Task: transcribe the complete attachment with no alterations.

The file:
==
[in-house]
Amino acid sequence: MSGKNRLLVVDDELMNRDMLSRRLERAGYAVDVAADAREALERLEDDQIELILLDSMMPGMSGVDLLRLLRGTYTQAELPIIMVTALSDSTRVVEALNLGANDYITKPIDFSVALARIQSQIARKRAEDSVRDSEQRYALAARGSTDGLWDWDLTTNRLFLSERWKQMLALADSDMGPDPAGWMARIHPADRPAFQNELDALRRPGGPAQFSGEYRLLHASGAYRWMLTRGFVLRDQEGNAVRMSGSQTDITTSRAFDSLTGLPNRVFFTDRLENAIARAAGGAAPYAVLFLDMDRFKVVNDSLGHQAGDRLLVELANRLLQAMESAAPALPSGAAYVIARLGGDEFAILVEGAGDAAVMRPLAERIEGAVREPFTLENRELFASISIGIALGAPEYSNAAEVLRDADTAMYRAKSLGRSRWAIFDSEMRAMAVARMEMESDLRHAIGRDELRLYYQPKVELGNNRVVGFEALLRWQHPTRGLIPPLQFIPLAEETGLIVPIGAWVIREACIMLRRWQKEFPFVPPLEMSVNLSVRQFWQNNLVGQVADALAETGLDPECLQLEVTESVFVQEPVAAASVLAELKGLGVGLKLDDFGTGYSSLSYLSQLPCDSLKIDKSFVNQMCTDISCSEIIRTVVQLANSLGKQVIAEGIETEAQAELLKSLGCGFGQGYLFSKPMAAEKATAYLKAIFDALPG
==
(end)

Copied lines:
[in-house]
Amino acid sequence: MSGKNRLLVVDDELMNRDMLSRRLERAGYAVDVAADAREALERLEDDQIELILLDSMMPGMSGVDLLRLLRGTYTQAELPIIMVTALSDSTRVVEALNLGANDYITKPIDFSVALARIQSQIARKRAEDSVRDSEQRYALAARGSTDGLWDWDLTTNRLFLSERWKQMLALADSDMGPDPAGWMARIHPADRPAFQNELDALRRPGGPAQFSGEYRLLHASGAYRWMLTRGFVLRDQEGNAVRMSGSQTDITTSRAFDSLTGLPNRVFFTDRLENAIARAAGGAAPYAVLFLDMDRFKVVNDSLGHQAGDRLLVELANRLLQAMESAAPALPSGAAYVIARLGGDEFAILVEGAGDAAVMRPLAERIEGAVREPFTLENRELFASISIGIALGAPEYSNAAEVLRDADTAMYRAKSLGRSRWAIFDSEMRAMAVARMEMESDLRHAIGRDELRLYYQPKVELGNNRVVGFEALLRWQHPTRGLIPPLQFIPLAEETGLIVPIGAWVIREACIMLRRWQKEFPFVPPLEMSVNLSVRQFWQNNLVGQVADALAETGLDPECLQLEVTESVFVQEPVAAASVLAELKGLGVGLKLDDFGTGYSSLSYLSQLPCDSLKIDKSFVNQMCTDISCSEIIRTVVQLANSLGKQVIAEGIETEAQAELLKSLGCGFGQGYLFSKPMAAEKATAYLKAIFDALPG